Alcohol & Carbohydrates: Five Myths

The author of The Low Carb Bartender: Carb Counts of Beer, Wine, Mixed Drinks and More argues that the subject of alcohol and carbohydrates is usually presented by the media in a misleading or incorrect manner. Bob Skilnik’s reference book lists the carbohydrate counts of over 1,000 beers, 400 wines, and more than 200 mixed drinks.

The author says that descriptions of alcohol and its effects on blood sugar or the metabolization of carbohydrates found in low-carb diet books is usually wrong. To correct this misinformation he has corrected the top five myths about alcohol and carbs.

1. The liver does not metabolize alcohol into sugar. On the contrary, most people will experience a dip in their blood sugar (glucose) levels when consuming alcohol. Alcohol is eventually broken down by the liver into acetate, and finally into carbon dioxide and water---not sugar.

Standard Drinks and Alcohol Equivalence

Learn what they are and why they'’re very important.

2. Non-alcohol beers do not contain less carbohydrates than regular-brewed beers. In fact, they are all higher in carbs than a typical beer, some almost double in carbohydrate content. Unfortunately, there are too many websites that incorrectly claim that NA beers are both alcohol-free and low in carbohydrates.

3. The glycemic index (GI) of beer, wine, and distilled products is zero. The urban legend that alcoholic beverages have high GIs, has been floating around the diet book circuit for years. If you're on any type of diet or practice a lifestyle that monitors the glycemic index or gycemic load of food and drink, you can still enjoy a libation or two.

4. There are carbohydrates in all wines, even the driest styles, despite what some wine appreciation websites might tell you. The only alcoholic beverages that can possibly have a zero-carb content are distilled products. Fermentation will always leave some residual sugar behind in the form of carbs.

5. There is no sugar in rum. Alcohol is derived from high-carbohydrate fermentables such as sugar, molasses, potatoes, or various grains. If you understand the processes of fermentation and distillation, you'll know that the end result of distillation is ethyl alcohol, a zero-carb liquid.

This web site does not provide medical/dieting advice or opinion and it receives no compensation of any type from the sale of The Low Carb Bartender: Carb Counts of Beer, Wine, Mixed Drinks and More.

References

  • Gissinger, Beth. Top 5 Urban Legends of Alcohol and Carb Counting. Adams Media press release, February 17, 2005.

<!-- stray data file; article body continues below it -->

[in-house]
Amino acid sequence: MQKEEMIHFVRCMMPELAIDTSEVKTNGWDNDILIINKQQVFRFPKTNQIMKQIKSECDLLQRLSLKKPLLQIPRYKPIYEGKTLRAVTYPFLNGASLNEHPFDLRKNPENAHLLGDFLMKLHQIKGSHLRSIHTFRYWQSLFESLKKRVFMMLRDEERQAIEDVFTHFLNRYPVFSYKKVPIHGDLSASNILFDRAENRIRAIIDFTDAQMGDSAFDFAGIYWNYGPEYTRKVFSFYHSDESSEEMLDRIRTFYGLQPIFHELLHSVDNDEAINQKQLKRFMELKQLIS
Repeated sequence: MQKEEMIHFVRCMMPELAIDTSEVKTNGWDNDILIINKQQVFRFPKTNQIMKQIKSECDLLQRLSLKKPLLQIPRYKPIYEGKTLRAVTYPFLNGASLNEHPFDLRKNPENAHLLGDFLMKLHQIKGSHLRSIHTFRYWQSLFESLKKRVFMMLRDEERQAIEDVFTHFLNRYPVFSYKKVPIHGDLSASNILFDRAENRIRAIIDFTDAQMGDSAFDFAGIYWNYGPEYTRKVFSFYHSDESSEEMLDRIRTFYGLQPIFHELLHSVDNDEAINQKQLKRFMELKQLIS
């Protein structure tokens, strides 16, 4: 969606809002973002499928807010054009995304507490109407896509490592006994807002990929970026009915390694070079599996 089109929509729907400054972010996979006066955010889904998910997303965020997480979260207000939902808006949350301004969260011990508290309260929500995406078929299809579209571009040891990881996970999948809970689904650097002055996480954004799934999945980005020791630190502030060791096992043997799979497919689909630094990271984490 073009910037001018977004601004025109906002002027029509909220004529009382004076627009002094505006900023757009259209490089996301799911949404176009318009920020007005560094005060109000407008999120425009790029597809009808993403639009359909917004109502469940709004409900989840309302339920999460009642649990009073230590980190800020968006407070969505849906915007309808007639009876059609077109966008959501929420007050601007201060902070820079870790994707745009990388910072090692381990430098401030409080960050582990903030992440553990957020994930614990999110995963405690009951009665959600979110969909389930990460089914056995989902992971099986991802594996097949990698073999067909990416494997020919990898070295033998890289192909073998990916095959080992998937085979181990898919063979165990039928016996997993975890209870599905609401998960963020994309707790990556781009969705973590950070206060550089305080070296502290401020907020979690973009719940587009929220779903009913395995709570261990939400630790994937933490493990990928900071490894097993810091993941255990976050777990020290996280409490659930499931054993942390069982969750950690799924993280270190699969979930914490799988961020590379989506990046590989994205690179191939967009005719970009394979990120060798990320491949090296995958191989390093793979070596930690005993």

• Skilnik, Bob. The Low Carb Bartender: Carb Counts of Beer, Wine, Mixed Drinks and More. Adams Media, 2005 (ISBN 1593372531)

Readings

  • Colditz, G., et al. Alcohol intake in relation to diet and obesity in women and men. American Journal of Clinical Nutrition, 1991, 54, 49-55.
  • Cordain, L., et al. Influence of moderate daily wine consumption upon body weight regulation and metabolism in healthy free living males. Journal of the American College of Nutrition, 1997, 16(2), 134-139.
  • Hellerstedt, W. L., et al. The association between alcohol intake and adiposity in the general population. American Journal of Epidemiology, 1990, 132(4), 594-611.
  • Istvan, J., et al. The relationship between patterns of alcohol consumption and body weight. International Journal of Epidemiology, 1995, 24(3), 543-546
  • Jequier, E. Alcohol intake and body weight: a paradox. American Journal of Clinical Nutrition, 1999, 69, 173-174.
  • Kahn, H. S., et al. Stable behaviors associated with adults' 10-year change in body mass index and the likelihood of gain at the waist. American Journal of Public Health, 1997, 87(5), 747-754.
  • Klesges, R. C., et al. Effects of alcohol intake on resting energy expenditure in young women social drinkers. American Journal of Clinical Nutrition, 1994, 59, 805-809.
  • Landis, W. E. M.. Alcohol and energy intake. American Journal of Clinical Nutrition, 1995, 62(suppl.), 11015-11068.
  • Liu, S., et al. A proscriptive study of alcohol intake and change in body weight among US adults. American Journal of Clinical Nutrition, 1994, 140(10), 912-920
  • Mannisto, S., et al. Alcohol beverage drinking, diet and body mass index in a cross-national survey. European Journal of Clinical Nutrition, 1997, 151, 326-332.
  • Mannisto, E., et al. Reported alcohol intake, diet and body mass index in male smokers. European Journal of Clinical Nutrition, 1996, 50, 239-245.
  • Prentice, A. M. Alcohol and obesity. International Journal of Obesity, 1995, 19(suppl. 5), S44-S50.

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